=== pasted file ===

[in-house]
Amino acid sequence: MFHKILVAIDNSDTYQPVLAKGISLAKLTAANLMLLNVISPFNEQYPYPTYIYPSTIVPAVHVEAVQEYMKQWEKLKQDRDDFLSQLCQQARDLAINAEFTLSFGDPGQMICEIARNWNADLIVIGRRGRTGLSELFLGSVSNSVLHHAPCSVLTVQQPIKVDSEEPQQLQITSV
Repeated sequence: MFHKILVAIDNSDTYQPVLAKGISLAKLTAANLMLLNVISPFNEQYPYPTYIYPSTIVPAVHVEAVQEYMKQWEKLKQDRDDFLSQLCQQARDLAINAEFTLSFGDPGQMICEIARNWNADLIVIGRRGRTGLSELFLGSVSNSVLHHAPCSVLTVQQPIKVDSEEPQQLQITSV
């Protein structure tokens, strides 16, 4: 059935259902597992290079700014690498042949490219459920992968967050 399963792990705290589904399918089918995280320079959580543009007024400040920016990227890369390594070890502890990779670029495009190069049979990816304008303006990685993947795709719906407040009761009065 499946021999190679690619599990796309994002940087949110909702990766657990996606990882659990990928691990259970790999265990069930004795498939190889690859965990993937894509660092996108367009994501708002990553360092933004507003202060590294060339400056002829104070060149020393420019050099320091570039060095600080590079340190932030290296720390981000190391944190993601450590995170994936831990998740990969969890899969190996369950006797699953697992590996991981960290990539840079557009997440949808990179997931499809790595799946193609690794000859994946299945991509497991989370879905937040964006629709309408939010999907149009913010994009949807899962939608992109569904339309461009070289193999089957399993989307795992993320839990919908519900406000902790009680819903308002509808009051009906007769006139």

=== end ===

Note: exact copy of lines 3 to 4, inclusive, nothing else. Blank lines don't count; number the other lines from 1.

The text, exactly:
Repeated sequence: MFHKILVAIDNSDTYQPVLAKGISLAKLTAANLMLLNVISPFNEQYPYPTYIYPSTIVPAVHVEAVQEYMKQWEKLKQDRDDFLSQLCQQARDLAINAEFTLSFGDPGQMICEIARNWNADLIVIGRRGRTGLSELFLGSVSNSVLHHAPCSVLTVQQPIKVDSEEPQQLQITSV
């Protein structure tokens, strides 16, 4: 059935259902597992290079700014690498042949490219459920992968967050 399963792990705290589904399918089918995280320079959580543009007024400040920016990227890369390594070890502890990779670029495009190069049979990816304008303006990685993947795709719906407040009761009065 499946021999190679690619599990796309994002940087949110909702990766657990996606990882659990990928691990259970790999265990069930004795498939190889690859965990993937894509660092996108367009994501708002990553360092933004507003202060590294060339400056002829104070060149020393420019050099320091570039060095600080590079340190932030290296720390981000190391944190993601450590995170994936831990998740990969969890899969190996369950006797699953697992590996991981960290990539840079557009997440949808990179997931499809790595799946193609690794000859994946299945991509497991989370879905937040964006629709309408939010999907149009913010994009949807899962939608992109569904339309461009070289193999089957399993989307795992993320839990919908519900406000902790009680819903308002509808009051009906007769006139």